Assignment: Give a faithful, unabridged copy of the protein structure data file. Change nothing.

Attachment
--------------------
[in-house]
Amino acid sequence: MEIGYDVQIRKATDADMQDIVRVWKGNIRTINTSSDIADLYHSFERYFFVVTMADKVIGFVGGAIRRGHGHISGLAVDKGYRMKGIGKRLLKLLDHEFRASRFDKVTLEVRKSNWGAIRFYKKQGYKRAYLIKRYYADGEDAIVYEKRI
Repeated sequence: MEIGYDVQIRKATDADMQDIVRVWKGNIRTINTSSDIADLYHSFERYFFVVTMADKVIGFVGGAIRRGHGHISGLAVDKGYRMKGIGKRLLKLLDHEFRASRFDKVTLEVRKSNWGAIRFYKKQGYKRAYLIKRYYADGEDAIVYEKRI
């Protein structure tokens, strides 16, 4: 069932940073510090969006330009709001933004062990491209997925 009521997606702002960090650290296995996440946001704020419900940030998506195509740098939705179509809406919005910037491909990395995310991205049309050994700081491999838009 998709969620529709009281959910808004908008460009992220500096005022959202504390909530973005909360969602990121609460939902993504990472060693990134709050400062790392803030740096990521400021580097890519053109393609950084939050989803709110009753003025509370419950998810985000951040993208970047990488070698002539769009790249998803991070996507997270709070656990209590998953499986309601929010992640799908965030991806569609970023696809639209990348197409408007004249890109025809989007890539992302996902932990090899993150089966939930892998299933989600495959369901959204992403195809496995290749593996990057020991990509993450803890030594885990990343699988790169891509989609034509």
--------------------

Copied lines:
[in-house]
Amino acid sequence: MEIGYDVQIRKATDADMQDIVRVWKGNIRTINTSSDIADLYHSFERYFFVVTMADKVIGFVGGAIRRGHGHISGLAVDKGYRMKGIGKRLLKLLDHEFRASRFDKVTLEVRKSNWGAIRFYKKQGYKRAYLIKRYYADGEDAIVYEKRI
Repeated sequence: MEIGYDVQIRKATDADMQDIVRVWKGNIRTINTSSDIADLYHSFERYFFVVTMADKVIGFVGGAIRRGHGHISGLAVDKGYRMKGIGKRLLKLLDHEFRASRFDKVTLEVRKSNWGAIRFYKKQGYKRAYLIKRYYADGEDAIVYEKRI
């Protein structure tokens, strides 16, 4: 069932940073510090969006330009709001933004062990491209997925 009521997606702002960090650290296995996440946001704020419900940030998506195509740098939705179509809406919005910037491909990395995310991205049309050994700081491999838009 998709969620529709009281959910808004908008460009992220500096005022959202504390909530973005909360969602990121609460939902993504990472060693990134709050400062790392803030740096990521400021580097890519053109393609950084939050989803709110009753003025509370419950998810985000951040993208970047990488070698002539769009790249998803991070996507997270709070656990209590998953499986309601929010992640799908965030991806569609970023696809639209990348197409408007004249890109025809989007890539992302996902932990090899993150089966939930892998299933989600495959369901959204992403195809496995290749593996990057020991990509993450803890030594885990990343699988790169891509989609034509």